• Provide students with knowledge of aging networks and programs on the local, state, and federal level.
  • Provide students with knowledge and skills to identify and understand stereotypes and attitude toward older adults, and emphasize their places and contributions in society.
  • Prepare students with knowledge needed in describing, assessing and critiquing various programs, interventions and services designed for older adults.
  • Prepare students to meet the needs of older adults with cultural competence regarding age, gender, race and ethnicity, and/or diverse abilities.
  • Prepare students for evidence-based practice with older adults with appropriate research methods to develop, implement, and evaluate the aging programs and services.

Program Outcomes

  • Describe the process of physical (biological), psychological, social aging, and related theories of aging.
  • Know about the diverse needs of the older population in terms of age, gender, race and ethnicity, and/or diverse abilities.
  • Demonstrate knowledge of the aging network consisting of programs and policies for the aging population.
  • Describe and understand personal attitudes toward and beliefs about old age and older adults, and reflect and analyze stereotypes or attitudes towards old adults in the portrayal of aging by society.
  • Understand basic concepts of research methods necessary to describe and discuss efficacy and effectiveness of the services and program for older adults as guided and informed by empirical evidence.
  • Develop effective written, oral, and interpersonal communication skills with individuals, caregivers, families, and community through professional field experiences.
  • Demonstrate case management skills such as interviewing, assessment, and report writing.
  • Demonstrate knowledge and understanding necessary to describe, assess, and critique various programs, interventions and services to meet the needs of the growing aging population.
  • Demonstrate knowledge and skills necessary to advocate for the needs of older adults and their families by engaging in policy formation, implementation, and analysis.
  • Understand the ethical complexities that surround issues with respect to aging.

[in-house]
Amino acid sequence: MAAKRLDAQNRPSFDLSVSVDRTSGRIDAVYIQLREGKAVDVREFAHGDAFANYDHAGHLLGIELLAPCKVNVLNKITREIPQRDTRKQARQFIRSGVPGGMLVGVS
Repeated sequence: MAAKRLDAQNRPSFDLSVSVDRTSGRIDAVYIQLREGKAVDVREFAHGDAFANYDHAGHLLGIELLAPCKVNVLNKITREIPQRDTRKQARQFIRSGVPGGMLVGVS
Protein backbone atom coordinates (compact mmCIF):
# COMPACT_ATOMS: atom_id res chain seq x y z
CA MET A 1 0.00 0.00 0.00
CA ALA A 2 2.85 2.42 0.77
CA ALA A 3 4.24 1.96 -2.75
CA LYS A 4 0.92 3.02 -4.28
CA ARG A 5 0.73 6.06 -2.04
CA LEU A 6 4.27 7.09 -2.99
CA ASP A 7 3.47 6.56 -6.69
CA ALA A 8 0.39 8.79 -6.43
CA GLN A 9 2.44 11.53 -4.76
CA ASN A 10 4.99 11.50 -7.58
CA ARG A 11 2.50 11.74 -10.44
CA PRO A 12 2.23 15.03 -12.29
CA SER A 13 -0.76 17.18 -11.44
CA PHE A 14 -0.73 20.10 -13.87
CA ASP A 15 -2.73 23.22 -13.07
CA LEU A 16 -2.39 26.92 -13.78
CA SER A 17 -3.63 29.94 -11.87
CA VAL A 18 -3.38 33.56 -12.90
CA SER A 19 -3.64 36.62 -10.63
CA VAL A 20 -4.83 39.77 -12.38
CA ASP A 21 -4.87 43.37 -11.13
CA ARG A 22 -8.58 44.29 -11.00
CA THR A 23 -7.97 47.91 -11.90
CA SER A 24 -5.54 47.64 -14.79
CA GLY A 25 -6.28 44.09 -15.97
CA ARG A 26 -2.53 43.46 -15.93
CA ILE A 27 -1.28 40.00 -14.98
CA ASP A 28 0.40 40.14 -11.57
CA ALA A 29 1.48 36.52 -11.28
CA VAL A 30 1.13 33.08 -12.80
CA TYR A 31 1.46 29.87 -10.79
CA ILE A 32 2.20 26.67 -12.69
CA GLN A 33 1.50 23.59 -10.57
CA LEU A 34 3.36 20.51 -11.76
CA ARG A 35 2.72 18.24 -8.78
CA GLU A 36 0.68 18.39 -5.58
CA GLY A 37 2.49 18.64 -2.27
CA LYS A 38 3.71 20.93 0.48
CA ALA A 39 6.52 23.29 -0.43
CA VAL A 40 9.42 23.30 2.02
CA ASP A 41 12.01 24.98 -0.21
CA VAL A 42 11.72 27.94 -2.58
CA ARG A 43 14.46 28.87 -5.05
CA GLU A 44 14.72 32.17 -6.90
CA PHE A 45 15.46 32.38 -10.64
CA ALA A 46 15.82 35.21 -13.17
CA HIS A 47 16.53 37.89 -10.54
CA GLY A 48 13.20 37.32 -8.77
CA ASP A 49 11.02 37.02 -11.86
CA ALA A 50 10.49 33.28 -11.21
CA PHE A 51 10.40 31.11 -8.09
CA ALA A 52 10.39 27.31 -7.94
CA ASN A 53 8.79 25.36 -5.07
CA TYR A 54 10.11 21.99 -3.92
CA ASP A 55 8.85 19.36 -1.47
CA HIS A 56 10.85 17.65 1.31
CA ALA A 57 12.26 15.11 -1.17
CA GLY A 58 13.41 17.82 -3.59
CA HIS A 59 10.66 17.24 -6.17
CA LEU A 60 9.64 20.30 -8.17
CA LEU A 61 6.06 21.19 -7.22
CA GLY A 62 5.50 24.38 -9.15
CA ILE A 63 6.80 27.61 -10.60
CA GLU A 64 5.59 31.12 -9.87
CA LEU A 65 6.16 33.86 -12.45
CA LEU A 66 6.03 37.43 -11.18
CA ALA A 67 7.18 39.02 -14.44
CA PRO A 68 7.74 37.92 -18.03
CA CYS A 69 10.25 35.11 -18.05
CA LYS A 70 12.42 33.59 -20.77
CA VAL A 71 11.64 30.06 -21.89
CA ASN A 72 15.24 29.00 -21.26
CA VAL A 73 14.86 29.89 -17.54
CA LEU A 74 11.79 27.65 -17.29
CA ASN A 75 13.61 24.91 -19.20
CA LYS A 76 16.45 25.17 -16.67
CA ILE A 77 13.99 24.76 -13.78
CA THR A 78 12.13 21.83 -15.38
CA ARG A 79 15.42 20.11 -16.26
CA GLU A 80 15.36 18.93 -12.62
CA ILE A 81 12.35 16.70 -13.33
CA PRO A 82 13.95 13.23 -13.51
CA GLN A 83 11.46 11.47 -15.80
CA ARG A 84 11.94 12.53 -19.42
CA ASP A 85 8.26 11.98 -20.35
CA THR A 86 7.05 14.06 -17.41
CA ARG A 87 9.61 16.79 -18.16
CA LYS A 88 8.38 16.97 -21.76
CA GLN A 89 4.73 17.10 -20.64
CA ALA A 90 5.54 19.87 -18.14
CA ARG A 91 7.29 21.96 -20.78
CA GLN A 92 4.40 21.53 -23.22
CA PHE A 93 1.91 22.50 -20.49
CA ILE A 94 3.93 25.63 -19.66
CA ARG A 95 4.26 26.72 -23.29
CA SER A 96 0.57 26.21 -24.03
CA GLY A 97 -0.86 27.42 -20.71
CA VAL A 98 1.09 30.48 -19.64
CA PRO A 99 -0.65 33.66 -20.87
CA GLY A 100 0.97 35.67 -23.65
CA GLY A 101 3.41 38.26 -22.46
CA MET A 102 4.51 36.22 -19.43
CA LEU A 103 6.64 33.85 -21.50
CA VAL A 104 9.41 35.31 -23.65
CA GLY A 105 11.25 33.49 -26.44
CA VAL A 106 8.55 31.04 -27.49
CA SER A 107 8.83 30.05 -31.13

All College of Health and Human Services majors are urged to consult with their department adviser as soon as possible; they are required to meet with their department adviser within the first semester after declaration or change of major.

Retention Policy

The College of Health and Human Services expects that all gerontology majors will make reasonable academic progress towards the degree. Gerontology premajors who have completed major preparatory courses, earned 60 units, but have less than a 2.0 GPA may be removed from the premajor and placed in undeclared.

Impacted Program

The gerontology major is an impacted program. To be admitted to the gerontology major, students must meet the following criteria:

  1. Complete preparation for the major;
  2. Complete a minimum of 60 transferable semester units;
  3. Have a minimum cumulative GPA of 2.0.

To complete the major, students must fulfill the degree requirements for the major described in the catalog in effect at the time they are accepted into the premajor at SDSU (assuming continuous enrollment).

Major Academic Plans (MAPs)

Visit for the recommended courses needed to fulfill your major requirements. The MAPs website was created to help students navigate the course requirements for their majors and to identify which General Education course will also fulfill a major preparation course requirement.